What indeed is disconcerting is the attitude of the Pakistani government. It has been mostly rhetorical, lacking substance and seriousness of purpose. A few statements have come from the President, Prime Minister, Foreign Minister and the opposition leaders. Even the National Assembly’s Parliamentary Committee on Kashmir, has not met. The civil society too has been slow and lukewarm in expressing its concern.
On the other hand, for the first time the Indian society is stirred up and the government has come under severe criticism for its inhuman and unacceptable conduct in the occupied state. Not only are known human rights activists like Arundhati Roy highlighting India’s criminal conduct, but also columnists like Kuldip Nayar are openly asking India to hold talks with the Pakistani and Kashmiri leaders to resolve the issue. Mention may here be made of the statement issued by The Indian People’s Union for Democratic Rights (PUDR) which has also condemned the Indian authorities for inflicting “collective punishment” on the Kashmiri people. One may further quote from a recent The Hindu editorial: “By talking big while having little to offer, New Delhi has unwittingly fanned the flames in J&K….Jammu and Kashmir is poised on the edge of an abyss. Firm, generous-spirited action to win over the people is needed, not post-dated promises and grandstanding.”
Hopefully, the new trail blazed by the brave Kashmiri young men should jolt the so-called ultra liberals and peaceniks’ of Pakistan to realise that Kashmir is vital for Pakistan’s economy and even survival. Although they never tire of referring to Quaid-i-Azam’s August 11 speech; however, they remain shy of recalling his perception of Kashmir as the “jugular vein” of Pakistan. Can one ignore India’s building of dozens of dams on the rivers flowing into Pakistan from Kashmir?
Pakistan, as a “party” to the question of the disputed state, has obligations to discharge, especially when the other party has turned the state into a veritable hell by posting lakhs of trigger-happy security forces there.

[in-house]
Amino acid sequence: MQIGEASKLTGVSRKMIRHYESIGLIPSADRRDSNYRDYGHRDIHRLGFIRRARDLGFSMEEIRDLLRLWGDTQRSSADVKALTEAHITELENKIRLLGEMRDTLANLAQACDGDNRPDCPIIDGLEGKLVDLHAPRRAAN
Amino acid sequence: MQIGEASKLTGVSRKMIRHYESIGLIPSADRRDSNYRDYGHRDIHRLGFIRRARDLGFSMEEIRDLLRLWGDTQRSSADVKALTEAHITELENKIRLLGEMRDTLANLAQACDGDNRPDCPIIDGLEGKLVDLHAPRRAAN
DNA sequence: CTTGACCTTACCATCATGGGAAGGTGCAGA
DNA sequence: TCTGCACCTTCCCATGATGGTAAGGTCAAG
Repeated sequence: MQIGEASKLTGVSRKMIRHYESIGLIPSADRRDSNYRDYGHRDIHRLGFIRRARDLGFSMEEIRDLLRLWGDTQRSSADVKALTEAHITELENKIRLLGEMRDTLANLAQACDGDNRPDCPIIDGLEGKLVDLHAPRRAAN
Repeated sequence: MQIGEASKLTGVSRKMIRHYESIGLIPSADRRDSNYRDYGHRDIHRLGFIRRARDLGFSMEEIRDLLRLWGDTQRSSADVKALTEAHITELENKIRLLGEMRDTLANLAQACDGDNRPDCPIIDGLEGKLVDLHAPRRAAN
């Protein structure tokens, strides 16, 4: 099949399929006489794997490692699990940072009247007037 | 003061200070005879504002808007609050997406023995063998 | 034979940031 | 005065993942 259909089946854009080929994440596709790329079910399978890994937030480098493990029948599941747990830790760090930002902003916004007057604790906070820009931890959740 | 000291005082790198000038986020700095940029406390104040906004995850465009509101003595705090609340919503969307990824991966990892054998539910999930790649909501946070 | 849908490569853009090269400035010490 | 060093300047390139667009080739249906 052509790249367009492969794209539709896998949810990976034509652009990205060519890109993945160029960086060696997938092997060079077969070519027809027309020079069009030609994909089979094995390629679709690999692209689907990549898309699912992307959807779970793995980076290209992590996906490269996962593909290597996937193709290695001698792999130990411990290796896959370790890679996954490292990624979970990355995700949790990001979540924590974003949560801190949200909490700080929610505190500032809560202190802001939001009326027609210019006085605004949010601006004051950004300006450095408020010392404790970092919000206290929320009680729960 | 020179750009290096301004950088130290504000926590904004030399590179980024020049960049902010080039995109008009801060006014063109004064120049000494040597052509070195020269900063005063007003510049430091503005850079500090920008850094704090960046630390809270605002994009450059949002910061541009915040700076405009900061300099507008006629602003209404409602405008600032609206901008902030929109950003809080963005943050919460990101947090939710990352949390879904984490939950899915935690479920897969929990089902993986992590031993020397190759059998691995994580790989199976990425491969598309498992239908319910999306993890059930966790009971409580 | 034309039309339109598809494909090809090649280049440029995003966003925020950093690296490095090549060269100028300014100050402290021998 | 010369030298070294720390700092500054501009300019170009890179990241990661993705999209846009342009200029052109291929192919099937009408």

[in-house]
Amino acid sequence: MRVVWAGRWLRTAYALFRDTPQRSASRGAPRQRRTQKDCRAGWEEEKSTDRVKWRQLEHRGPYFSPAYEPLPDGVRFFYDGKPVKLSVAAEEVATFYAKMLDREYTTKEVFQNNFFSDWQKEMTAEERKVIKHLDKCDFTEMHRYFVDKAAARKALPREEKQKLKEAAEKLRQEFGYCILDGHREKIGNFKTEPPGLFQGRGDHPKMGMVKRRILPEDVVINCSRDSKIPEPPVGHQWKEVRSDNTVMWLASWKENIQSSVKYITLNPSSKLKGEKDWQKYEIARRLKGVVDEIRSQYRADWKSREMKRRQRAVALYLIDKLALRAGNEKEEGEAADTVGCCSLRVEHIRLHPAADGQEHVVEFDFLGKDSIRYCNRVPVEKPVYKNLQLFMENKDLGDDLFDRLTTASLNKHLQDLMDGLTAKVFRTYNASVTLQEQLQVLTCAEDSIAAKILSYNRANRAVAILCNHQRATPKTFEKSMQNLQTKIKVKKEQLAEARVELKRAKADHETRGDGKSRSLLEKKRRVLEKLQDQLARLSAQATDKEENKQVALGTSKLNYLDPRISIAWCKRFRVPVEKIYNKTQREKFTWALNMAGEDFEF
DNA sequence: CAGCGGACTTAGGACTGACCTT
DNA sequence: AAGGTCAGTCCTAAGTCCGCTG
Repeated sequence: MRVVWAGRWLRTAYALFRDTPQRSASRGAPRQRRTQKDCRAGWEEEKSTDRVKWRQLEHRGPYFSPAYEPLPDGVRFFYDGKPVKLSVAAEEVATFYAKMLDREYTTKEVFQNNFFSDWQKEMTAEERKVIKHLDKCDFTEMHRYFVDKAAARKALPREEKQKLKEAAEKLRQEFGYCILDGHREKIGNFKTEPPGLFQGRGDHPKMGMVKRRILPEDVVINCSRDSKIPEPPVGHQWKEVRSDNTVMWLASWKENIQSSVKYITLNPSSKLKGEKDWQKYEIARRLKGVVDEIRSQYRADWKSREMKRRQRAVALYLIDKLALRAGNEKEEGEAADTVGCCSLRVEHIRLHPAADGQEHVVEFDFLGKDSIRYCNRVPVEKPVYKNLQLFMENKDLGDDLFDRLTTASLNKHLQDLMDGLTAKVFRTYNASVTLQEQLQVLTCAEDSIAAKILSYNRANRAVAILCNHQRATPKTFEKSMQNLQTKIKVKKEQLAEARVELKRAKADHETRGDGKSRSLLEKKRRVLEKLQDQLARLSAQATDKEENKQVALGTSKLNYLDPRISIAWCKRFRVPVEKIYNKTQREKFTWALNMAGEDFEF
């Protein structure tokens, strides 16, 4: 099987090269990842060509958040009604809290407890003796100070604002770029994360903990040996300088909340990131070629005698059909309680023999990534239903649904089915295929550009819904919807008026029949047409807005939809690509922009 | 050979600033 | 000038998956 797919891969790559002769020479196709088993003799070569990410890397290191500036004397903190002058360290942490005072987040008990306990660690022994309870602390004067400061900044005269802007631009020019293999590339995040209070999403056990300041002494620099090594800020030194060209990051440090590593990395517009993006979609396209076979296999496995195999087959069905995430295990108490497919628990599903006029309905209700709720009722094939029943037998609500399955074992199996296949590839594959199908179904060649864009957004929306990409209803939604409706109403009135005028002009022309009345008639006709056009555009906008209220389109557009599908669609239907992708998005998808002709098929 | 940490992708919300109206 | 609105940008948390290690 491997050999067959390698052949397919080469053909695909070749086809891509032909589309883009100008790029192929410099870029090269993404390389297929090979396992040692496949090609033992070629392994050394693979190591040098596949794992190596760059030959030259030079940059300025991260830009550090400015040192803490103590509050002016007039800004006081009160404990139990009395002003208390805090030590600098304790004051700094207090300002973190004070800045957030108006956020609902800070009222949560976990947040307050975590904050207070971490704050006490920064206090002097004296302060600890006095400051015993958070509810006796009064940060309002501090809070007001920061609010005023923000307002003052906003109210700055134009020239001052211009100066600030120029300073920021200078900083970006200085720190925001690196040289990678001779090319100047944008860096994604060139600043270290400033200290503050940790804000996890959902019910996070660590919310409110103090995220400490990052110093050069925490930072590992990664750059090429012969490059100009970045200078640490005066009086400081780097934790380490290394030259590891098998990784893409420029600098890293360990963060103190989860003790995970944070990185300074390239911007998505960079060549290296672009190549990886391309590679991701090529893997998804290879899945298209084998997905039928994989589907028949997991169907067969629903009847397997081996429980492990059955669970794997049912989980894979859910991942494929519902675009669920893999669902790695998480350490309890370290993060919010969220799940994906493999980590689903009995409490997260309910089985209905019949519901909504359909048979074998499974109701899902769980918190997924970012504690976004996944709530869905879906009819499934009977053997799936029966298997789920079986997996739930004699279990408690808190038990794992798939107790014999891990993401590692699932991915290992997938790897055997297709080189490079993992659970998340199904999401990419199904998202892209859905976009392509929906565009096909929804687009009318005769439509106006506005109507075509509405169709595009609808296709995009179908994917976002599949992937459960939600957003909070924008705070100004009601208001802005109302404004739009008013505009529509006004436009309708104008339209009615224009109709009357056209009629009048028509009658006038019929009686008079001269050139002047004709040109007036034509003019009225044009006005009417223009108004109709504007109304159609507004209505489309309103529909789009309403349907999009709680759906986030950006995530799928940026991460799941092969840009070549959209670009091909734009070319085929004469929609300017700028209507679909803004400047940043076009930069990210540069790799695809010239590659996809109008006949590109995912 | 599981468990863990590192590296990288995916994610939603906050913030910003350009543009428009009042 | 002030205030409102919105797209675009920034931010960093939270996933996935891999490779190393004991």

Pakistan has to do its duty and work hard to convince the world that India must fulfil its promises repeatedly given in writing by Prime Minister Nehru before and even after the partition, and also honour its commitments to the unanimous UN resolutions.
Pakistan must arouse the world opinion harnessing prestigious TV channels, involving leading think-tanks and parliamentary leaders, mobilising our missions and diaspora with a view to building up such pressure on India that New Delhi not only stops the ongoing state terrorism in Kashmir – not only begins to demilitarise the valley, but also agrees to hold tripartite – India, Pakistan and Kashmiris – round table conferences under international auspices.
Wake up Pakistan. Rise to resolve the vital burning issue. Once this decades-old festering dispute is solved (with some gives and takes), the two great South Asia nuclear powers can open up a new chapter of good neighbourly peaceful relations.
The writer is a political and international relations analyst.
- Is Indian Claim on Kashmir legal? (teabreak.pk)
- “Kashmir Calling” and related posts (pakspectator.com)
- Severance of Kashmir’s umbilical cord with India is near complete (teabreak.pk)
- Mirwaiz slams Kashmir APC (teabreak.pk)
- Islamabad condemns Indian ‘brutality’ in Indian Occupied Kashmir (teabreak.pk)